Desiring a child and conceiving him is a decisive step in the life of every single woman. Each conception puts into action some unconscious mechanisms that are complex enough and such as to bring out a series of fears that are often plausible for the moment in which one lives. One of these is precisely the fear of giving birth to a sick child.
Pregnancy is not only a period of waiting and physiological transformation but also an event in which i processes of elaboration and re-elaboration of inner experiences, with regard to previous experiences and generational fantasies handed down from mother to daughter, they reappear even if not consciously.
Much of the experiences in terms of gestation, filiation and generational fantasies related to this period re-emerge unconsciously and with such force as to strongly condition the psychological state of the future mother.
This fear is not only linked to a purely realistic factor (genetically transmitted diseases, age of the pregnant woman, etc.) but mostly to events which involved family members and, more specifically, someone very close to the woman: a grandmother, an aunt, mother, brother or sister.
“The presence of a traumatic event such as a spontaneous or provoked abortion, a fetal death or an ectopic pregnancy, as well as pathologies prior to the event, can cause a disturbing effect” and give rise to a fear of a new event or circumstances that lead to endanger the life of the fetus (Ameruoso, 2015).
The painful episode can also be linked to experiences experienced by other women (the mother, grandmother or an aunt) within the same or extended family: “the death of a child” or the presence of an undiagnosed pathology during the gestation which then led to the birth of a handicapped child probably arouses fear in the pregnant woman of living the same experience (Ameruoso, 2015).
This is why, during the wait, fears emerge until they determine a state of anxiety that persists throughout the period, especially in the vicinity of the various ultrasound scans and checks that may or may not confirm the shealth status of the fetus, as well as at the time of delivery in which there will be full confirmation – or not – of the same.
During the pregnancy the woman is involved in an incessant work on the level of the fantasy and imagination (how will it be, who will it look like, I will have enough milk to feed it, it will eat, it will be fine). This process generates continuous thoughts that place her in front of various questions about the condition that she herself is experiencing but also – and above all – about the health of the baby.
Initially, that is, in the former three to four months from conception, the presence of the embryo will not be significantly perceptible except through a series of annoyances – for those who feel them – such as nausea, vomiting, incessant need to go to the toilet, hunger pangs or, on the contrary, lack of appetite. Subsequently its presence will be more evident since the body will begin to change in a visible way and because its movements in the uterus will be more tangible.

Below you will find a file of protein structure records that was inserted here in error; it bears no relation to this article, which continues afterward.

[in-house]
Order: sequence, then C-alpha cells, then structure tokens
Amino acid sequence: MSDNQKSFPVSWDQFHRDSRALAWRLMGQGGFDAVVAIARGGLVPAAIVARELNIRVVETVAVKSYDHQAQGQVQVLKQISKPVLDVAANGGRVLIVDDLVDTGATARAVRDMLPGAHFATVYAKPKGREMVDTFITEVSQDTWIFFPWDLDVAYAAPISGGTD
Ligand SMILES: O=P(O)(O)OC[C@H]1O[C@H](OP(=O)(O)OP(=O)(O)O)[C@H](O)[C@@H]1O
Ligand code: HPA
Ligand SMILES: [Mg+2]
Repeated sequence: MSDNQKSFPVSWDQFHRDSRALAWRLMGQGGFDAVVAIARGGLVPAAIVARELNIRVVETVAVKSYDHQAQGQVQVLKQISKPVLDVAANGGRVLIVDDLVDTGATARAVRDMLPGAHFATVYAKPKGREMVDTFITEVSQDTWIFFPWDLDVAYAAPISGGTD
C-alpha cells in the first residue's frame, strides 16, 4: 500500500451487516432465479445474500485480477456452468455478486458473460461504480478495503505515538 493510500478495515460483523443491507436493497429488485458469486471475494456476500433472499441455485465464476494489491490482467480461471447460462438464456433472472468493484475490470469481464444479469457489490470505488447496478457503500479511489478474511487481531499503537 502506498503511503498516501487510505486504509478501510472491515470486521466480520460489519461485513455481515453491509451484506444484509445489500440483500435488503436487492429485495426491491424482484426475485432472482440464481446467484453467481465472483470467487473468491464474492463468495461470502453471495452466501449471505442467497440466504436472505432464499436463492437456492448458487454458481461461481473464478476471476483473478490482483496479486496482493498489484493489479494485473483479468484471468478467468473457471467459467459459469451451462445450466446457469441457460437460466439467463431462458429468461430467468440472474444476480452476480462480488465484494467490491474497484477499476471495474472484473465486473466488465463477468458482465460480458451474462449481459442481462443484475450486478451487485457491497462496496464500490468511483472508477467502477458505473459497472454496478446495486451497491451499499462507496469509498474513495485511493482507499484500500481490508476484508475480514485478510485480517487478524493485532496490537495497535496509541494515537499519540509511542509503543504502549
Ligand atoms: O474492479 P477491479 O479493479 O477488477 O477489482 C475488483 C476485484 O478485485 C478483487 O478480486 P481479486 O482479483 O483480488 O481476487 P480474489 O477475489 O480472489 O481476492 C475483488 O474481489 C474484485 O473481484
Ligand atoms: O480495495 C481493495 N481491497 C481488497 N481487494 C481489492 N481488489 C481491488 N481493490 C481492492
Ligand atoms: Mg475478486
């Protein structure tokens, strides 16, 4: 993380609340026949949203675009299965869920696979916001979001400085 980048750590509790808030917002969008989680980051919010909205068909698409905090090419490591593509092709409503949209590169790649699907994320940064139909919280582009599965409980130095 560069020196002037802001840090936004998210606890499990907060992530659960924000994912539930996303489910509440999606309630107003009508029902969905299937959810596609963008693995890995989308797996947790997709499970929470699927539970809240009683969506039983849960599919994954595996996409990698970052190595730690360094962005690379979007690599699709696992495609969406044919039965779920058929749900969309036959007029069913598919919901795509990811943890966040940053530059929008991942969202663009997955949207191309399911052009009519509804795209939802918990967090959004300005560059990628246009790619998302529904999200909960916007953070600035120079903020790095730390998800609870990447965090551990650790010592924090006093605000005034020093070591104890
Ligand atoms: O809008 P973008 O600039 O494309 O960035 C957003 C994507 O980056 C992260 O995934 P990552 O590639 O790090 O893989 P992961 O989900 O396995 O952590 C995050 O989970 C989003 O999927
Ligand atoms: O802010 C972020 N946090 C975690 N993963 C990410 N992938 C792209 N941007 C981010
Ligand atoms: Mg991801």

It is therefore during the first period that fears tend to take shape generated by a thousand fantasies that they become anxieties, worries and alarmisms.
“Will my baby be healthy? Will there be complications during childbirth?” “Will he be a carrier of genetic diseases?”
Well, all this is extremely natural because, with conception, particular attention is paid to a period of life (pregnancy) and to a creature, vulnerable, small and in some cases fragile (especially if it is born prematurely) and therefore to be protected. It is clear that the concern it is manifest towards those who are defenseless and cannot survive except through those who take care of them, but if this restlessness becomes exaggerated, then it is necessary to deepen the most intimate aspects of the pregnant woman’s psychology.
When such ideas become obsessive, manifestations of unconscious aspects which concern a deeper experience of the responsible pregnant woman both in “biological” and “moral” terms: childbirth makes visible and manifests one’s own inner image: a monster is the expression of an unacceptable, bad inner image while a disabled child condemns to absolute dependence.
The fetus, at a phantasmatic level, thus becomes the “bearer” of an archaic, deep internal fantasy that can be revealed through childbirth. It is possible that the anxious symptomatology with obsessive traitso it may arise in the first place not aware of the fact that pregnancy and motherhood are studded with anxieties related not only to one’s own psychophysical identity but also to the physical integrity of the child and that the gestational period, as well as motherhood, inevitably leads to a long period of dependence between mother and child.
Ameruoso E., 2015, Desire parenthood. The world internalized in infertility disorder. Psiconline editions